Following trial, the district court granted appellant sole legal and physical custody of the two older children pursuant to the parties’ agreement, granted respondent sole legal and physical custody of M.B. and A.B. subject to appellant’s parenting time, and ordered appellant to pay $1,200 per month for the support of M.B. and A.B.  The district court denied appellant’s motions for amended findings, a new trial, and review.  This appeal follows. 



Appellant challenges the district court’s determination that granting respondent sole legal and physical custody of M.B. and A.B. is in the children’s best interests.  

A.        Best Interests

            A district court has broad discretion to provide for custody of the parties’ children.  Durkin v. Hinich, 442 N.W.2d 148, 151 (Minn. 1989).  An appellate court’s review of custody determinations is narrow and “limited to whether the [district] court abused its discretion by making findings unsupported by the evidence or improperly applying the law.”  Silbaugh v. Silbaugh, 543 N.W.2d 639, 641 (Minn. 1996) (quotation omitted). 

            The district court’s determination must be primarily based on the best interests of the child.  See Pikula v. Pikula, 374 N.W.2d 705, 711 (Minn. 1985) (observing that “[t]he guiding principle in all custody cases is best interests of child”).  “[C]urrent law leaves scant if any room for an appellate court to question the [district] court’s balancing of best-interests considerations.”  Vangsness v. Vangsness, 607 N.W.2d 468, 477 (Minn. App. 2000).  When considering the best interests of the child, the district court must make detailed written findings that reflect the court’s consideration of factors set forth in Minn. Stat. § 518.17, subd. 1(a).  Rogge v. Rogge, 509 N.W.2d 163, 165 (Minn. App. 1993), review denied (Minn. Jan. 28, 1994).  A district court’s findings of fact will be sustained unless they are clearly erroneous.  Pikula, 374 N.W.2d at 710.  A district court’s finding of fact is clearly erroneous if the reviewing court is “left with the definite and firm conviction that a mistake has been made.”  LaChapelle v. Mitten, 607 N.W.2d 151, 160 (Minn. App. 2000), review denied (Minn. May 16, 2000) (quotation omitted).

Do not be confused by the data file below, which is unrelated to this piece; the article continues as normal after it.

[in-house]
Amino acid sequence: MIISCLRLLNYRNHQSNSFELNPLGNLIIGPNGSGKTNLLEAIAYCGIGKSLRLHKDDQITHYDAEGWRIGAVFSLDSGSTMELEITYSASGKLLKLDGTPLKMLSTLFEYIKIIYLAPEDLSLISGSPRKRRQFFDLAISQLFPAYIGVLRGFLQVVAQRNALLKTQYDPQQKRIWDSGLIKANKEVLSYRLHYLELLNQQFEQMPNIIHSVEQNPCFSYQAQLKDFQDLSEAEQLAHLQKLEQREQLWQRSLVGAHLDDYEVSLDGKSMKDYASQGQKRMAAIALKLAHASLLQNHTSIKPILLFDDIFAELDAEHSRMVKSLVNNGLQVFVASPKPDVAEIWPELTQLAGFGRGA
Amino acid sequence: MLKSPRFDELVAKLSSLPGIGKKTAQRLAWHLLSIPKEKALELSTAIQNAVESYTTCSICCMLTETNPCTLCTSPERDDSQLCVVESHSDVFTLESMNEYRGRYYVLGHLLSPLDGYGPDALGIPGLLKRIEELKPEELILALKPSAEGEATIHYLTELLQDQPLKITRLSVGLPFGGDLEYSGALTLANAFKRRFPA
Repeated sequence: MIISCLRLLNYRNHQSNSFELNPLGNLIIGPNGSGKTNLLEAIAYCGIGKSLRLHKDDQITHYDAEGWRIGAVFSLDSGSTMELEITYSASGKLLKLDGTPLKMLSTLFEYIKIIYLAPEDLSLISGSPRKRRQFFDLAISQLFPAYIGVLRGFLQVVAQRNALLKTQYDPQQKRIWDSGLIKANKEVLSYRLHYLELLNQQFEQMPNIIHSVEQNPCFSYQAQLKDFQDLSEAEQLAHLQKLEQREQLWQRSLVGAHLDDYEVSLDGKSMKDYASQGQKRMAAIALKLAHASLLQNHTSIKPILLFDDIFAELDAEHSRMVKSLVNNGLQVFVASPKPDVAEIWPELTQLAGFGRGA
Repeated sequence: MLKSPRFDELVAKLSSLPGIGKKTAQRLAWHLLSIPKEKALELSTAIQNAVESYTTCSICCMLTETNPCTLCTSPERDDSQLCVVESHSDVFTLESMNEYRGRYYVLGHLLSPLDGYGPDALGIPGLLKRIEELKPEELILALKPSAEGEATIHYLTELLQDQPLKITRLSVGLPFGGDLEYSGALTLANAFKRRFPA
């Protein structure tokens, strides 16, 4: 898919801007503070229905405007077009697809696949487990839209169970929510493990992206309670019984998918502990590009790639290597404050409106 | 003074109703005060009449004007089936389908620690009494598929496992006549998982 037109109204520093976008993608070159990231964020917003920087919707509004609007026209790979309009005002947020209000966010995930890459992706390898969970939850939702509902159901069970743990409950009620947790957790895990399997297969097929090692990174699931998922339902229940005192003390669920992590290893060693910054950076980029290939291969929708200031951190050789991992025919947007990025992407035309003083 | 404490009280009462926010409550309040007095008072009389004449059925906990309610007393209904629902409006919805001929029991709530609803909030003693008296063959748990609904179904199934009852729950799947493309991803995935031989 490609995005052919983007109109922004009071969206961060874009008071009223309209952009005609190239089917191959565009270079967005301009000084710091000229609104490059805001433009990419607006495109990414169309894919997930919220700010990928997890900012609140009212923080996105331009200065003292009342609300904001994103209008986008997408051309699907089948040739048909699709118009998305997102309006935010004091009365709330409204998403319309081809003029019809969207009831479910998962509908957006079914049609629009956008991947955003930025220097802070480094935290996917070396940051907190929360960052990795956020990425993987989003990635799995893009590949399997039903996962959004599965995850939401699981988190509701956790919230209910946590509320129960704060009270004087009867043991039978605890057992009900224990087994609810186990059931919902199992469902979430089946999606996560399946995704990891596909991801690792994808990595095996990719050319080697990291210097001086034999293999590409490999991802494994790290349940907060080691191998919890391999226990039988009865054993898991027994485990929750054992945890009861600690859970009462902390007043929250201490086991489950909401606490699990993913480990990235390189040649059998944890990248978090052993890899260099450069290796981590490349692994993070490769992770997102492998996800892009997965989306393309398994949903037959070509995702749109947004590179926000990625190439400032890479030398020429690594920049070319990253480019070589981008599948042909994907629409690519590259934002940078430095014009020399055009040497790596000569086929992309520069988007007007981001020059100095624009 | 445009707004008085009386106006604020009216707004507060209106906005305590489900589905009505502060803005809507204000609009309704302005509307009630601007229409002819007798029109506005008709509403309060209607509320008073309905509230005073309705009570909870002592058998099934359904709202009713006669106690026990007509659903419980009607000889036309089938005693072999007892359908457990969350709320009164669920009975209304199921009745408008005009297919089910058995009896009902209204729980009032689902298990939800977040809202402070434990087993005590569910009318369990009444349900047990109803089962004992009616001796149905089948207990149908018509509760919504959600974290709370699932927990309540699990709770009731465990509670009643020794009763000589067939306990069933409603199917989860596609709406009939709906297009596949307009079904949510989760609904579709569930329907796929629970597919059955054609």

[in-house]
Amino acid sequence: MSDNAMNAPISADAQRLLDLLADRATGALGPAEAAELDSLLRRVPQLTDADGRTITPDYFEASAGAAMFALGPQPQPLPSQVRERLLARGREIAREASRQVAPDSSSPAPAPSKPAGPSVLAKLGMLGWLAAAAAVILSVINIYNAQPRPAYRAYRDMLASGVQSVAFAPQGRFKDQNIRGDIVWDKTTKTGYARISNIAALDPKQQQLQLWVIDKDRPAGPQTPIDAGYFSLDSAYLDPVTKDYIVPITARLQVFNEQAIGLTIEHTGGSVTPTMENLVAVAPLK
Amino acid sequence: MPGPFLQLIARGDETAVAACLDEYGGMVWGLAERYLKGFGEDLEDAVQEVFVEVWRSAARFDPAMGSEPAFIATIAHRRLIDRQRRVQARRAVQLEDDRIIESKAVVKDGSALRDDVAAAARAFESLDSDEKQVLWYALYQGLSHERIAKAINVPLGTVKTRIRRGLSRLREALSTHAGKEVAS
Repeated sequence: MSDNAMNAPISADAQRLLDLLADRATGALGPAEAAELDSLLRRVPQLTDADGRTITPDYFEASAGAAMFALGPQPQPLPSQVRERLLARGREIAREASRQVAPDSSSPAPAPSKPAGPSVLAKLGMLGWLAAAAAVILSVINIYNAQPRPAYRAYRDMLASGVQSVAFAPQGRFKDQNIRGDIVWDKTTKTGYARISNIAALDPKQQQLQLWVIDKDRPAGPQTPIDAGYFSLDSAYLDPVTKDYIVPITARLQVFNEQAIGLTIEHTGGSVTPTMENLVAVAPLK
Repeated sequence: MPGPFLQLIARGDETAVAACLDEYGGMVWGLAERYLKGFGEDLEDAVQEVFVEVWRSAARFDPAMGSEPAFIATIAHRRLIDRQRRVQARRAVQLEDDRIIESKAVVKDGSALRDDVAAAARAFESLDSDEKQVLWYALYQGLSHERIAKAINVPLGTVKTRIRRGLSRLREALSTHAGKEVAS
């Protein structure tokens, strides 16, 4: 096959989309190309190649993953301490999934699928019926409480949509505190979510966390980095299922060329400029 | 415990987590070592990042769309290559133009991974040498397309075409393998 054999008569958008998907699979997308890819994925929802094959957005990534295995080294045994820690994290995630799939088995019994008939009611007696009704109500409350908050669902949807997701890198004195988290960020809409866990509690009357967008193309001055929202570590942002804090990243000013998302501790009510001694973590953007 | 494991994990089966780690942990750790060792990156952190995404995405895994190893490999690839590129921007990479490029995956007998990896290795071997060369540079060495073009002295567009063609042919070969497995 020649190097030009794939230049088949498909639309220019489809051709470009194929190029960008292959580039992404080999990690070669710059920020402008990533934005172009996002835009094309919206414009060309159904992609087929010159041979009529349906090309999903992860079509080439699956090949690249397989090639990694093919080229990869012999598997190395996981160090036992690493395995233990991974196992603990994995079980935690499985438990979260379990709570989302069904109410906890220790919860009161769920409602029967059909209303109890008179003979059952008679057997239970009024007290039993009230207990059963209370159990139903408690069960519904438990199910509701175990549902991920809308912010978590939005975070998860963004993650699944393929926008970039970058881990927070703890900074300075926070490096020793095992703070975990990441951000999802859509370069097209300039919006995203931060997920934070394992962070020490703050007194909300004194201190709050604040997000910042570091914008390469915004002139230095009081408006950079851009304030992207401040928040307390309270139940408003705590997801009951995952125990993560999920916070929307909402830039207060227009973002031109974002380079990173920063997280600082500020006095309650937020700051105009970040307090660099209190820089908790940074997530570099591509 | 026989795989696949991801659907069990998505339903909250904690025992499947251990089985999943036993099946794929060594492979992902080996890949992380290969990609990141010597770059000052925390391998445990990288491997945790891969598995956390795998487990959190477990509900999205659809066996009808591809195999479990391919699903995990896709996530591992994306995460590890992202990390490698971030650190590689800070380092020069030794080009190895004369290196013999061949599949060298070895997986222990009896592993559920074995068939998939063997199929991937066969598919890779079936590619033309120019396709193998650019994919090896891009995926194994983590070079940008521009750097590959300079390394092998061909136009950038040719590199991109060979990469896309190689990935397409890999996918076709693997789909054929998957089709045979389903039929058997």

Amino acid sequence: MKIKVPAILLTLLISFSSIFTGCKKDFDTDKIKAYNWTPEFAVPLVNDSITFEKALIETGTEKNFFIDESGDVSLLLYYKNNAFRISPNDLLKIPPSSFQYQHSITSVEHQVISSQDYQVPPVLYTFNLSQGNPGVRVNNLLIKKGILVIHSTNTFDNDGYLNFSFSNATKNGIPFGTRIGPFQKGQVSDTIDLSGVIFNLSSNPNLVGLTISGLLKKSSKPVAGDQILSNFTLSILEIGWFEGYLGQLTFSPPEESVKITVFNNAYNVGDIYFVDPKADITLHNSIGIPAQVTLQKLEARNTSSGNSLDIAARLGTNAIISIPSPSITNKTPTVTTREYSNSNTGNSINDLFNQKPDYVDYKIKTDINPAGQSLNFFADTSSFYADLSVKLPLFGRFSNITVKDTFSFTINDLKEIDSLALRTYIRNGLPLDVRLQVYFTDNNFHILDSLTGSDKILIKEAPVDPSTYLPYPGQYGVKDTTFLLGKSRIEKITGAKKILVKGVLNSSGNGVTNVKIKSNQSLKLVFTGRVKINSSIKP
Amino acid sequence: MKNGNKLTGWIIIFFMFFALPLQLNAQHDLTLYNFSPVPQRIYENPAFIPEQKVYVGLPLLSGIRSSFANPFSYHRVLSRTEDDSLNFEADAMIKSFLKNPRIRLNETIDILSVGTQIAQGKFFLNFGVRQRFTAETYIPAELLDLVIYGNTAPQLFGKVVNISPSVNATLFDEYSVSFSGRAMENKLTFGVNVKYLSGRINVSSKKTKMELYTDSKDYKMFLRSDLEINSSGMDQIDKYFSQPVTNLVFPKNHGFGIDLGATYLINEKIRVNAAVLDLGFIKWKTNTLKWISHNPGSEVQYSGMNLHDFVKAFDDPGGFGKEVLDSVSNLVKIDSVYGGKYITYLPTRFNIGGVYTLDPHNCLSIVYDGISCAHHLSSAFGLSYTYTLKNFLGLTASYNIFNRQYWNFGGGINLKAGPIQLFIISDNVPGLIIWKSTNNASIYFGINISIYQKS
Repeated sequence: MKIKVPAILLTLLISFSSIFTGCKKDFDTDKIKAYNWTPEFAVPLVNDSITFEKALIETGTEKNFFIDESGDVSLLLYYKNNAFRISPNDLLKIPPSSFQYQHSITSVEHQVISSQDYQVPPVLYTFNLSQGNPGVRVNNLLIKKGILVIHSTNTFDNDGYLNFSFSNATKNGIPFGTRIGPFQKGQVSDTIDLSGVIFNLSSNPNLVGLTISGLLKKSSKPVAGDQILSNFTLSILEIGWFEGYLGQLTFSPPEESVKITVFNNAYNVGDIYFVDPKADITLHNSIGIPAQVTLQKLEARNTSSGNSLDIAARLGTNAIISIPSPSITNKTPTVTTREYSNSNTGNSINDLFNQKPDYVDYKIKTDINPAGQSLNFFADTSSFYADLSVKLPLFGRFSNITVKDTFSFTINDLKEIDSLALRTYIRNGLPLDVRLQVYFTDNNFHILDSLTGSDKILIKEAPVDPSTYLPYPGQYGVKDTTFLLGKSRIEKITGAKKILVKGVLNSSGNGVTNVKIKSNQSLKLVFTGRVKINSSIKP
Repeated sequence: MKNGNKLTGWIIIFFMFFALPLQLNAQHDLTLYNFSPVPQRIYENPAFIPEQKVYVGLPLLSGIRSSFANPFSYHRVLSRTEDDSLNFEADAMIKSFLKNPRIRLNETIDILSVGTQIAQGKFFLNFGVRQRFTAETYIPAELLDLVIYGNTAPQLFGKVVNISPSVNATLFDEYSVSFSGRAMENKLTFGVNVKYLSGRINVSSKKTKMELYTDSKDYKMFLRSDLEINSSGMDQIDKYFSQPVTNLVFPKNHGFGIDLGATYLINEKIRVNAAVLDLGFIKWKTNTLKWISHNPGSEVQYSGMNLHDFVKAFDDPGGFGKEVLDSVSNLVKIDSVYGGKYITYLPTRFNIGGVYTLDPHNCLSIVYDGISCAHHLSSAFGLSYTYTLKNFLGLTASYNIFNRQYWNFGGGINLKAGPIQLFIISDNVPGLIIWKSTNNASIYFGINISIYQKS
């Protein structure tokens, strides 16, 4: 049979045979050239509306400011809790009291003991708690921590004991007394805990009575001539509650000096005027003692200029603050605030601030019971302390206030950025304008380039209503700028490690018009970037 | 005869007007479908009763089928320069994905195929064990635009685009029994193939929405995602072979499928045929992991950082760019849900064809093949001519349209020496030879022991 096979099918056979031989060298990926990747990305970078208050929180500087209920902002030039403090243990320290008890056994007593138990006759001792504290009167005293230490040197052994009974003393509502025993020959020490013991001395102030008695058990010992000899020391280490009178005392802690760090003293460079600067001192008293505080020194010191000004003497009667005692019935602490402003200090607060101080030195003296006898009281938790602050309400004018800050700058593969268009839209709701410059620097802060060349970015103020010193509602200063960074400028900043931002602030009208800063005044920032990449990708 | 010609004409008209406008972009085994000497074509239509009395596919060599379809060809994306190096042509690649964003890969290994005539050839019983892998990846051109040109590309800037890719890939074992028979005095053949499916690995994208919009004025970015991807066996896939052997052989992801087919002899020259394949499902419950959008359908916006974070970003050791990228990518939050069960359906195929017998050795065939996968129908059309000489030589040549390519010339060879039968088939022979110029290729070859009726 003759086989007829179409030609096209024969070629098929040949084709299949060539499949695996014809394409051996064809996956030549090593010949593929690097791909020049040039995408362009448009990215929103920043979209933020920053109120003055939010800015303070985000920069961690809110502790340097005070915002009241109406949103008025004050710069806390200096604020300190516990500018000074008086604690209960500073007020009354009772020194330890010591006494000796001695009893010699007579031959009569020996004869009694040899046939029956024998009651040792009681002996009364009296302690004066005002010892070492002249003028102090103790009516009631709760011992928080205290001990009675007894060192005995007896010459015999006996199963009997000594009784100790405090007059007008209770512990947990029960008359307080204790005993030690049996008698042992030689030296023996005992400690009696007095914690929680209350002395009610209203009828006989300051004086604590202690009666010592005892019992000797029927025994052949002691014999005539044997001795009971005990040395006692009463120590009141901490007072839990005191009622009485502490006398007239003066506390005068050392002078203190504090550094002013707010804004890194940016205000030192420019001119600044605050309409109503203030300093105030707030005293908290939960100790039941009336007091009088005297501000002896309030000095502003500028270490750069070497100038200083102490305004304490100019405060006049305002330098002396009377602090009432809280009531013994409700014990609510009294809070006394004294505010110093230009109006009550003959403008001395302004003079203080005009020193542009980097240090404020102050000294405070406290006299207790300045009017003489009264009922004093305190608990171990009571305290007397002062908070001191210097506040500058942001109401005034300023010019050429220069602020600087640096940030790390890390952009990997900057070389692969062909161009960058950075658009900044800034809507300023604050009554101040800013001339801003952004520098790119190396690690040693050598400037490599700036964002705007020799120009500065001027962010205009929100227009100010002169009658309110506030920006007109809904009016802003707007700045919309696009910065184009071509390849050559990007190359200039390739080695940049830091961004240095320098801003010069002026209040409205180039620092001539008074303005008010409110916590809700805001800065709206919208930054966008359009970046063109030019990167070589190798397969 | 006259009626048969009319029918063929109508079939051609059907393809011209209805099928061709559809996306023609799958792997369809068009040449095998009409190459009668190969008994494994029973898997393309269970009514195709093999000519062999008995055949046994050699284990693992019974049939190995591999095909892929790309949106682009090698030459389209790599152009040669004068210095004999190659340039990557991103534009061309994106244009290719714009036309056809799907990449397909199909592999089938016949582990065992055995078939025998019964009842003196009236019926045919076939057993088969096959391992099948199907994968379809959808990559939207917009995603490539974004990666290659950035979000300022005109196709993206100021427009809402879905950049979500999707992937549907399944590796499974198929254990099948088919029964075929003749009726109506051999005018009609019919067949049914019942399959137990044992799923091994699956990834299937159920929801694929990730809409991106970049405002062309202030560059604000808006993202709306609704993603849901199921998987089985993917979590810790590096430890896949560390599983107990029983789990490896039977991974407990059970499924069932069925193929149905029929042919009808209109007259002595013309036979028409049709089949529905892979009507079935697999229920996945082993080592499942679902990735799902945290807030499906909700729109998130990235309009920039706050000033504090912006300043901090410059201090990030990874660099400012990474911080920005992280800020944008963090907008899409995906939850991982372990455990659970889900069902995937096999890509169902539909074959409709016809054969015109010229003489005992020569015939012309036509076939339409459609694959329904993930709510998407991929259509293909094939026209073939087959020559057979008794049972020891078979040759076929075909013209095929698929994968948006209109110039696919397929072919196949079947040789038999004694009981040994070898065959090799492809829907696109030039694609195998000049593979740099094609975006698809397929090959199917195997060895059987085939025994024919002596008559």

Here, the district court considered each of the statutory factors for determining the best interests of the children under Minn. Stat. § 518.17, subd. 1 (2004).  On appeal, appellant challenges the district court’s findings on three of the factors. 

            Primary Caretaker


            Appellant claims that the record does not support the district court’s finding that respondent is the primary caretaker of the two younger children, contending that respondent did not have a “bigger role” in caretaking than the rest of his family.  Appellant argues that, consistent with Oromo custom and tradition that “it takes a village to raise a child,” it is the family that is the primary caretaker. 

Minnesota law provides that the primary caretaker is “the person who provides the child with daily nurturance, care and support.”  Pikula, 374 N.W.2d at 711.  “[A] primary caretaker finding is still expected unless performance of child care is shared in ‘an entirely equal way.’”  Id. at 713-14.  Here, the district court found that respondent was the primary caretaker because she performed the physical care and supervision of M.B. and A.B.  The record supports the district court’s finding.  Respondent’s testimony and the custody evaluation indicated that respondent was responsible for direct daily care of the younger children, and appellant’s testimony did not indicate that he performed any daily child-care tasks. 

Interaction and Interrelationship of the Siblings

Appellant next argues that the district court abused its discretion by finding that a split-custody arrangement between the older and younger siblings was in their best interests.  Although split custody is not generally favored,the supreme court has approved split custody in appropriate circumstances.  E.g., Sefkow v. Sefkow, 427 N.W.2d 203, 215 (Minn. 1988).  “Other factors, such as bonding to a parent and stability of the home environment, outweigh the need for [sibings] to reside together.”  Id. at 215; see also Kennedy v. Kennedy, 403 N.W.2d 892, 898 (Minn. App. 1987) (holding no abuse of discretion where court chose not to separate infant child from his mother, but found it best for the older children to be together in their father’s custody).